by Michelle McEwen



            I don't like wedding rings.  You couldn't get me to wear one even if Lenny (that's my man) paid me by the hour to wear one. I just don't particularly care for wedding rings— all day, every minute on your finger shining like it ain't no ordinary ring.  When me and Lenny got to talkin' about getting married, I told him I didn't want no ring and he said, "the folks gon' think I couldn't even buy my woman a ring." And I told him not to worry about those folks, but he went on and got a ring anyway— a little piece of diamond here, a littler piece of diamond there and some gold.  It was a nice ring, but not for me.  After we was married, I wore that ring but one day. The day after the wedding, I walked into the grocery store with that thing on my finger and folks who knew me got to looking at me like I was different.  I couldn't stand that. As soon as I had my groceries in the trunk good, I took that ring off and threw it in the glove compartment. "What I need to wear the ring for," I said to myself, "I already got his last name and child."  And I never put that ring on again.  Lenny come asking me later that day, "Where your ring at, Gal?"  (Gal's my birth name). I told him where it was, in the glove compartment, and he got this frown on his face like I done told him some death news or something. He said: "Aw baby, a ring don't belong in a glove compartment" and he went to the car to get it.  He tried to get me to put it back on, but I told him, I said: "I told you I didn't want a ring in the first place." Then I tried to put the fear in him, I said: "Supposin' I was out late at night walking down Sadie Street and one of them young mean suckers caught sight of my ring just a-gleamin' and decided they wanted it for themselves?" Lenny started nodding then and rubbing his chin. He said: "it's best, then, to leave it off" and he put the ring in a small wooden bowl on a kitchen shelf. I figured he put it there so the folks who come by to see me could see it in the bowl and say to themselves: "Gal's a fool for not wanting to wear something so pretty!"   

            That's exactly something my sister would say.  She says one of these days I'm gonna find that ring missin' from the bowl.  "If you don't let Lenny start wearin' the pants around here," she says, "Lenny is gonna give that ring to some other woman."   Lenny wouldn't do that, though, not with all that I do for him.  Ever hear of cold-cakes? Naw, 'cause I'm the one what put the hot in hotcakes. Ever hear of an iron running up and down a pair of pants without no hand? I do all of that and I don't wear pants while doing it either.  Lenny wears the pants, I tell my sister, but it ain't up to me to zip them. My sister said once that I need to just gone on and wear the ring and start acting like a woman. I said to her: "Sister, what you know about being a woman when the only time you pick up a broom is when company's comin'."  I said "What you know about being a woman when you can't even get you no baby."  I wanted to take that back because she started crying then— almost chokin' and carrying on and when she gets like that, you can't help but to cry right along with her.  Lenny, who was outside working in the garden, came in then.  He said he could hear us, through the open window, crying.  My sister told him what all I said to her and he come patting her head and rubbin' her back like she was a child. He said, "Gal, you shouldn't say things like that to Glymph." (That's my sister's birth name).   That shut my tears right off— looking at my sister all hugged up under Lenny like she was his wife and not me.  Later, in the bed, Lenny told me I ought to treat Glymph better.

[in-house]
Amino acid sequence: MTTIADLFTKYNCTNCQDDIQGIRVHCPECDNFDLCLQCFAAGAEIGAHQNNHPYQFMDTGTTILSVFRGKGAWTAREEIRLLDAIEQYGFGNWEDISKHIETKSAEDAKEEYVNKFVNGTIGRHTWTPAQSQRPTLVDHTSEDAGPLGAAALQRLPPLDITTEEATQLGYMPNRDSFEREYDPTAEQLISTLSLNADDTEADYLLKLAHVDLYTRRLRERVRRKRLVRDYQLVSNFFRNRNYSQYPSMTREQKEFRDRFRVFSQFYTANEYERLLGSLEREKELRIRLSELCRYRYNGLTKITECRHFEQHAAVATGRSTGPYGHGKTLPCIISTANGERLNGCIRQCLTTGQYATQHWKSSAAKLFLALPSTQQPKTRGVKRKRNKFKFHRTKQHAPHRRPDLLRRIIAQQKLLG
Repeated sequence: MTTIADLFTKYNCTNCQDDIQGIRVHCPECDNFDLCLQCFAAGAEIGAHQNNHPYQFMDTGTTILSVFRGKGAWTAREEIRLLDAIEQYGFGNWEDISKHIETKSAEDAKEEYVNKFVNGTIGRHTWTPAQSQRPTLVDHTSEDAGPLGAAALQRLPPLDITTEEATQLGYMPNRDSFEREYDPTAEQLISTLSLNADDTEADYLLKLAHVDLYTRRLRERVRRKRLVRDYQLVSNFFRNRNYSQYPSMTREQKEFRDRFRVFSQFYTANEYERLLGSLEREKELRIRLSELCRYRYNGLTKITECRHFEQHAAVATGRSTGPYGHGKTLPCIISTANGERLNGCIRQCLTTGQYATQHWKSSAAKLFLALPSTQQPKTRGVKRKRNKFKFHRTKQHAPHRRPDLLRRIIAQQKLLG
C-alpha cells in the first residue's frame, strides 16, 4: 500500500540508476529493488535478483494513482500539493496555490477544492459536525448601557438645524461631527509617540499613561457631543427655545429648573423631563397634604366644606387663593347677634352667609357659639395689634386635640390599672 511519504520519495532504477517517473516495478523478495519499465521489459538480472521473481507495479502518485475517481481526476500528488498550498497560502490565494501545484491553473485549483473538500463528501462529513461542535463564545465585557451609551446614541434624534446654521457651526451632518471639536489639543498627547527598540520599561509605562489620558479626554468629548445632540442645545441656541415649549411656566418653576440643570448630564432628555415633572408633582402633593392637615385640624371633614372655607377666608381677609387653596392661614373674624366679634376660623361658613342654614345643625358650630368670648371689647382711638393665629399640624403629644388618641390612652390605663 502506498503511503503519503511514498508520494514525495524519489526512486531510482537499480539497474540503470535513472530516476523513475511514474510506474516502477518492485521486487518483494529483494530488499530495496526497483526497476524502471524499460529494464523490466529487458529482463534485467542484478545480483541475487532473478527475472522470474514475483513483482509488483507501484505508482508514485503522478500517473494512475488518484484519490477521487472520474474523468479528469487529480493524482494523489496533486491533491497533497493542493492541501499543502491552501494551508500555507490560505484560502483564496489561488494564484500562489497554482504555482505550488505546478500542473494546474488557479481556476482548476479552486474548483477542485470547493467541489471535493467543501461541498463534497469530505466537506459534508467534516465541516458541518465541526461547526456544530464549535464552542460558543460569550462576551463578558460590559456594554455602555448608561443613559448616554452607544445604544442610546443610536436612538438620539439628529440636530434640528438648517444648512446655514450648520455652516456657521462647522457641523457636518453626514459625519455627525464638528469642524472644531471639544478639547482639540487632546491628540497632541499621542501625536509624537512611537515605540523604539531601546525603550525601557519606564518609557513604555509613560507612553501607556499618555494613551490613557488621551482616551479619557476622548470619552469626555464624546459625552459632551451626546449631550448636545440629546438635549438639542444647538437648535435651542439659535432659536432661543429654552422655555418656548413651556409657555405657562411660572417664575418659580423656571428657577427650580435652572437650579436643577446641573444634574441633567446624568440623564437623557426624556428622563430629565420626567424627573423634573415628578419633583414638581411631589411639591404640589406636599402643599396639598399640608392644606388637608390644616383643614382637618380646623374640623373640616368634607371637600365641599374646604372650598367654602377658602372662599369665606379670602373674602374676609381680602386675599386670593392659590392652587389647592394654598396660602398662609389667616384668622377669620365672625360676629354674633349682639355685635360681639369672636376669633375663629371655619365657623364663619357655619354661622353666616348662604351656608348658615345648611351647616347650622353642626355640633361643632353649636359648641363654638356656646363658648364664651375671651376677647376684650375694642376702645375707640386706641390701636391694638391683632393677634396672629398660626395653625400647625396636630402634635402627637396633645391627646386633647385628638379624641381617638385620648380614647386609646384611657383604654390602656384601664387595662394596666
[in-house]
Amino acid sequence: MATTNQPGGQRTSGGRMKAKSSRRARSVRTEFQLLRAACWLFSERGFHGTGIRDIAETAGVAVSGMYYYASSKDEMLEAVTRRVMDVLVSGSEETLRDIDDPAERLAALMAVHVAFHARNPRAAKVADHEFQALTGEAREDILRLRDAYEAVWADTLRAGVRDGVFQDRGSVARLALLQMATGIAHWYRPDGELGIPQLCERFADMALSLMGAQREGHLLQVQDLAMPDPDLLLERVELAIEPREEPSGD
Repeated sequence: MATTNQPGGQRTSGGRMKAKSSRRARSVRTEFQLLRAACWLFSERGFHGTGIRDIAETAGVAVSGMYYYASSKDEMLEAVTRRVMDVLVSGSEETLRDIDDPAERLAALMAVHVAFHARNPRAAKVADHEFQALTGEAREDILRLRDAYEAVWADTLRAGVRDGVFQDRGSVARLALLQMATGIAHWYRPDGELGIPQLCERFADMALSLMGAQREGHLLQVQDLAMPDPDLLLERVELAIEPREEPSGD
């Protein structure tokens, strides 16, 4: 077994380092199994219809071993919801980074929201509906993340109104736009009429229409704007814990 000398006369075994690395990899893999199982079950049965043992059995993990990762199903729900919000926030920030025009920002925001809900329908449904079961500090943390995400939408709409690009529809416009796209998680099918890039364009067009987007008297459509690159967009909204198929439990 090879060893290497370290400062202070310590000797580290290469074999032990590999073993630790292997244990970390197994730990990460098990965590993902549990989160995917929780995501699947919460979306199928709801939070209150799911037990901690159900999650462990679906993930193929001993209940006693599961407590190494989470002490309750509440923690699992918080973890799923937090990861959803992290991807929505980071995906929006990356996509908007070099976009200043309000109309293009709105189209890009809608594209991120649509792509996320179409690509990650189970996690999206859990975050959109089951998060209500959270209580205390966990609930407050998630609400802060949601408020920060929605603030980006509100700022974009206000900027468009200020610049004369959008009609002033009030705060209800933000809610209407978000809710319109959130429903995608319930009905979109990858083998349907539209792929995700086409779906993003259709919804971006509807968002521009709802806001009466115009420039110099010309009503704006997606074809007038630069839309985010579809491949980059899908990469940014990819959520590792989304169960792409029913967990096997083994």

"She ain't tough like you," he said turning over to turn off the light. I asked him since when he come to know so much about Glymph and he said:

             "I watches folks. I pay attention— and your sister's not built like you." 

            "How am I built?" I said.

            "You're more like a man, Gal," he said and he turned on the light and sat up in bed like he had a whole bunch of more stuff on his mind that he wanted to say to me. "Take that ring—" (I knew he was gon' bring up the ring). "Take that ring for example— you won't wear it, but you got womens out there who'd die to wear a ring like the one I got you."  I almost told him to find one of those  fool-women and give her the ring, but I just said "uh huh, yeah, uh huh" and he kept on:

            "Now,  I respect you not wantin' to wear the ring but sometimes, Gal, sometimes you just gotta do things you don't want to do just to please somebody else sometimes." 

            "Ha!" I said— my eyes rolling every which-a-way.  "I don't have to please nobody but myself!" And I told him good night.   I don't know what he called himself doing that night— I guess that was him trying to put his foot down (or rather zip his pants).  But I got this sense that he had been talking to someone about me-&-him and that he and that someone had been agreein' on something, had been agreein' that I needed a talking-to.  On the bus, the next afternoon, on my way to the drug store, I told my good friend the bus driver about it and she said: "Supposin' it was Glymph and Lenny agreein' about you?" She said: "You know, Gal, you better watch those two."  She stopped talking then and hummed for a little bit.  Later, when but me and one other passenger was on the bus, she said: "Gal, I been meaning to tell you this, but I've been seeing them around town without you— at the dollar store, at the park, at the bakery."  She said: "Once, I heard your sister saying to Lenny, 'What Gal know about being a woman— she ain't been a size six since the 70s.'"